Confronting Authority: Reflections of an Ardent Protester

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Beacon Press, 1994 - Law - 195 pages
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Derrick Bell reflects on his protest and dismissal from his tenured posiion at Harvard rather than end his protest over the law school's continuing failure to grant tenture to any women of color. He offers an explanation of why people challenge authority when there is little hope of gain and after considerable risk. He argues that those who speak out are moved less by anger than by a deep sense of the fragility of self-worth.

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Confronting authority: reflections of an ardent protester

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Bell provides a detailed account of the events that led him to give up his position as a Harvard Law School professor to protest the school's never having granted tenure to a minority woman. (LJ 9/15/94) Read full review

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Hard reading.. Read full review

Contents

The Fame for Failure Paradox
1
Models for Confrontation
9
A Reason for Protest
27
Copyright

6 other sections not shown

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About the author (1994)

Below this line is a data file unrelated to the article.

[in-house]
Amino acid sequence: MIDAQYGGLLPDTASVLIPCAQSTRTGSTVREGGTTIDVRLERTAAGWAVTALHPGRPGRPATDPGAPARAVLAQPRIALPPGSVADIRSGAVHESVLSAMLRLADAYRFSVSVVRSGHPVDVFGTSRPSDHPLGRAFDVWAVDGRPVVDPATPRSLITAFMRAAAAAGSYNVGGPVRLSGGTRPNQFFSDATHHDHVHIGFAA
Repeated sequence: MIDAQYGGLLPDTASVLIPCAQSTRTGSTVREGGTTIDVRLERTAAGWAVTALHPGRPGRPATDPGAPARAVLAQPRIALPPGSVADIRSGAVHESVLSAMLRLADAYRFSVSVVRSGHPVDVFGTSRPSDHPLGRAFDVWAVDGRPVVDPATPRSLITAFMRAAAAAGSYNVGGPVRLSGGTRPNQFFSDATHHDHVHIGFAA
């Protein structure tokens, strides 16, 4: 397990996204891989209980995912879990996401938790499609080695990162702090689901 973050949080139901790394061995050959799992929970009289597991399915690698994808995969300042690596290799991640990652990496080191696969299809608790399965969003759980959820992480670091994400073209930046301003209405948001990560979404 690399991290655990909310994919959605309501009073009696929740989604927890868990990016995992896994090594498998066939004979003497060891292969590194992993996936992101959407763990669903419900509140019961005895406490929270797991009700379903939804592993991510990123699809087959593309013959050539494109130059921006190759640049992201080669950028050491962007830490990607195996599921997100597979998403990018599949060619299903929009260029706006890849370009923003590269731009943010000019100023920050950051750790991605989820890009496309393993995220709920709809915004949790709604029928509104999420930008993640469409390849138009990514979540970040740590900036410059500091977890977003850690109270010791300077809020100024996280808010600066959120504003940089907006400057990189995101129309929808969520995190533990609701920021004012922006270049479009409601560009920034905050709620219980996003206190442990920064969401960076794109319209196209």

A lawyer, educator, and writer, Derrick Bell was educated at both Duquesne University and Pittsburgh University. He was the first African American professor to be tenured at Harvard Law School. He was the dean of the University of Oregon Law School and a professor at the New York University Law School. Bell has held such positions as executive director of the Western Center on Law and Poverty at the University of California, counsel for the NAACP Legal Defense Fund and deputy director of the Office for Civil Rights in the Department of Health, Education, and Welfare. Bell has contributed writing to the following publications: Harvard, Yale, Columbia, and UCLA legal journals, Essence, Mother Jones, The Boston Globe, The Los Angeles Times, and The Christian Science Monitor. He has written Race, Racism and American Law and the story, Space Traders, which was adapted as a movie for HBO.

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